Samson Resources Corp.’s unsecured creditor panel fired a legal broadside at the company’s Chapter 11 case late Friday in Delaware bankruptcy court, seeking court approval to open fraudulent conveyance and lien challenge actions on the bankruptcy estate’s behalf, with $1.5 billion or more at stake.
The motions for authority to file exclusive derivative claims — with the committee acting in place of the company — teed up a dispute set for a hearing on Sept. 7, potentially opening a new chapter in the $4.2 billion proceeding.
Samson, which operates or has royalty or working interests in about 8,700 oil and gas wells, sought protection from creditors in September 2015 and immediately faced claims that its troubles stemmed from an $8 billion leveraged buyout from the founding Schusterman family in 2011, led by Kohlberg Kravis Roberts & Co. LP affiliates and investors Crestview Partners, Itochu Corp. and Natural Gas Partners.
The committee’s motion described the LBO as “epically failed” and said the fraudulent conveyance action would also focus in part on a $3 billion emergency second-lien debt filed just nine months afterward.
“To date, the debtors and their advisors have, with unwavering purpose, sought to forestall any and all attempts to challenge the secured nature of the claims” in the case, the unsecured creditors said.
Samson, they said, waived its right to pursue the same allegations in earlier agreements that gave the company access to cash needed to manage its bankruptcy case.
“By stipulating to the validity of the proposed claims, the debtors voluntarily waived their ability to negotiate and settle the proposed claims for any value, and certainly cannot now negotiate a settlement at arm’s length,” the committee said.
Named in the proposed fraudulent conveyance and declaratory judgment lien challenge actions were JPMorgan Chase Bank NA and Deutsche Bank Trust Co. Americas as past or present credit administrative agents and up to 1,000 yet-to-be-named John Does.
Samson officials could not be reached for comment late Monday, but last month Samson attorney Ross M. Kwasteniet of Kirkland & Ellis LLP noted a difference of opinion with unsecured creditors over the company’s exclusive control of the case and confirmation schedule.
Samson opened a second round of bid solicitations for its assets, Kwasteniet said, with a possible minimum-bid stalking horse auction to be developed for late October.
The unsecured creditor committee’s latest actions noted allegations of constructive fraud, rather than intentional fraud, and said that the goal of the litigation will be to have all property or cash transferred back to the state for the benefit of creditors.
According to the committee, Samson systematically transferred interest in company property to lenders in exchange for cash or loans needed to execute a “doomed” business plan.
“The debtors have unreasonably refused to prosecute any claims or causes of action in the proposed complaints,” it said. “Any demand on the debtors would be futile because they waived their right to assert such claims in the interim cash collateral orders.”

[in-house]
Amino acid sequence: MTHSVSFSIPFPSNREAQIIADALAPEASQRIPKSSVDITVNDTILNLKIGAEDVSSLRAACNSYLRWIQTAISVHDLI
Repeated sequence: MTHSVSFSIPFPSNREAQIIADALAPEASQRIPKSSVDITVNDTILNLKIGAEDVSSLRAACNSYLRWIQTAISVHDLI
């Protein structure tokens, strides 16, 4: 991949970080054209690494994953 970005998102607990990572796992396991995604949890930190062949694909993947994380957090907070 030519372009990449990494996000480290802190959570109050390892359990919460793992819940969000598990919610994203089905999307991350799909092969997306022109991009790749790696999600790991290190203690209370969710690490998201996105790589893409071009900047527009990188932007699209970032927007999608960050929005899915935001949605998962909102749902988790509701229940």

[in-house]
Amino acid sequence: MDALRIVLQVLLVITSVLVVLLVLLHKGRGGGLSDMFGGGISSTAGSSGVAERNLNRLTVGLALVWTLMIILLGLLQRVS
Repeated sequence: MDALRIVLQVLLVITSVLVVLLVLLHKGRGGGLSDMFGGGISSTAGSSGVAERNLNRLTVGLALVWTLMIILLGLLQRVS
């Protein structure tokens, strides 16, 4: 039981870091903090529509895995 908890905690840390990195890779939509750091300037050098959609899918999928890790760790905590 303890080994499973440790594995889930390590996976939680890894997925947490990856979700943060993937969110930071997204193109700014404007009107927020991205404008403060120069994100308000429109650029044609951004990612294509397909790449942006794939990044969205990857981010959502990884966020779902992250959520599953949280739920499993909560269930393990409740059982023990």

Costs of the fraudulent conveyance and lien actions could range from $9 million to $16.25 million but could yield far greater returns, the committee said.
“The pursuit of the proposed claims are likely to benefit the debtors’ estates because the complaints allege damages in the billions of dollars and seek to avoid liens securing claims worth billions more,” it said.
A separate table in the committee’s heavily redacted filings estimated that the fraudulent conveyance actions alone could recover from $500 million to $1.5 million.
The 16-count complaint for declaratory judgement seeks rulings that would nullify improperly perfected liens and require recharacterization or release of wrongly issued payments to assure that creditor collateral is adequately covered.
In a separate development, Samson has asked the court to approve a continuation of the company’s employee retention program for non-insiders, with modifications to one that has rewarded employees for staying on since last year.
The extended proposal would pay $5.4 million to key non-insiders and general workforce employees between Aug. 16 and Dec. 31, with an additional $3.4 million paid quarterly afterward until the company’s exit from bankruptcy.
Samson is represented by James Sprayregen, Paul Basta, Edward Sassower, Ross Kwasteniet, Brad Weiland, Yosef Riemer and Joshua Sussberg of Kirkland & Ellis LLP and Morton Branzburg of Klehr Harrison Harvey Branzburg LLP.
The committee is represented by Joseph J. Farnan Jr., Joseph J. Farnan III and Michael J. Farnan of Farnan LLP and Thomas E. Lauria, Glenn M. Kurtz, J. Christopher Shore, Michele J. Meises and Thomas MacWright of White & Case LLP.
The case is In re: Samson Resources Corp., case number 1:15-bk-11934, in the U.S. Bankruptcy Court for the District of Delaware.
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